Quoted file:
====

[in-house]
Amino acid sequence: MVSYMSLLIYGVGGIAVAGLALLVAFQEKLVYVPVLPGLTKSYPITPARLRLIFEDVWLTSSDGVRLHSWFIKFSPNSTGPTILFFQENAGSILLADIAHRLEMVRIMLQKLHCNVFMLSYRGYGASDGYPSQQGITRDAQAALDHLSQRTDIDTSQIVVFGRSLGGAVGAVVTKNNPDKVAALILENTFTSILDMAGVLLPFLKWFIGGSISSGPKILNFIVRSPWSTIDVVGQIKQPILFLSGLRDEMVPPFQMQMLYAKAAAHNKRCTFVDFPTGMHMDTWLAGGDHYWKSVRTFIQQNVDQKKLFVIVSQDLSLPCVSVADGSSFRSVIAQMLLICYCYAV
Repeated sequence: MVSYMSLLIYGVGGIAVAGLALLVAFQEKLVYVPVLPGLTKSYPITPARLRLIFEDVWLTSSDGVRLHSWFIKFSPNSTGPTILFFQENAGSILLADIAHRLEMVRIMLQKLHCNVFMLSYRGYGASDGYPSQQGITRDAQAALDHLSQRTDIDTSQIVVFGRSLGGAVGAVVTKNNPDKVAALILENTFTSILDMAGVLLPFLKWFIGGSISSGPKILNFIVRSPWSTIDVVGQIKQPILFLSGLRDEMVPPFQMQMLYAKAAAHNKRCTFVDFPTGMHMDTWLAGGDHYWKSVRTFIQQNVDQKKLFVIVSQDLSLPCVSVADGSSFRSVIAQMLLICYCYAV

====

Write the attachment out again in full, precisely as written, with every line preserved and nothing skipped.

[in-house]
Amino acid sequence: MVSYMSLLIYGVGGIAVAGLALLVAFQEKLVYVPVLPGLTKSYPITPARLRLIFEDVWLTSSDGVRLHSWFIKFSPNSTGPTILFFQENAGSILLADIAHRLEMVRIMLQKLHCNVFMLSYRGYGASDGYPSQQGITRDAQAALDHLSQRTDIDTSQIVVFGRSLGGAVGAVVTKNNPDKVAALILENTFTSILDMAGVLLPFLKWFIGGSISSGPKILNFIVRSPWSTIDVVGQIKQPILFLSGLRDEMVPPFQMQMLYAKAAAHNKRCTFVDFPTGMHMDTWLAGGDHYWKSVRTFIQQNVDQKKLFVIVSQDLSLPCVSVADGSSFRSVIAQMLLICYCYAV
Repeated sequence: MVSYMSLLIYGVGGIAVAGLALLVAFQEKLVYVPVLPGLTKSYPITPARLRLIFEDVWLTSSDGVRLHSWFIKFSPNSTGPTILFFQENAGSILLADIAHRLEMVRIMLQKLHCNVFMLSYRGYGASDGYPSQQGITRDAQAALDHLSQRTDIDTSQIVVFGRSLGGAVGAVVTKNNPDKVAALILENTFTSILDMAGVLLPFLKWFIGGSISSGPKILNFIVRSPWSTIDVVGQIKQPILFLSGLRDEMVPPFQMQMLYAKAAAHNKRCTFVDFPTGMHMDTWLAGGDHYWKSVRTFIQQNVDQKKLFVIVSQDLSLPCVSVADGSSFRSVIAQMLLICYCYAV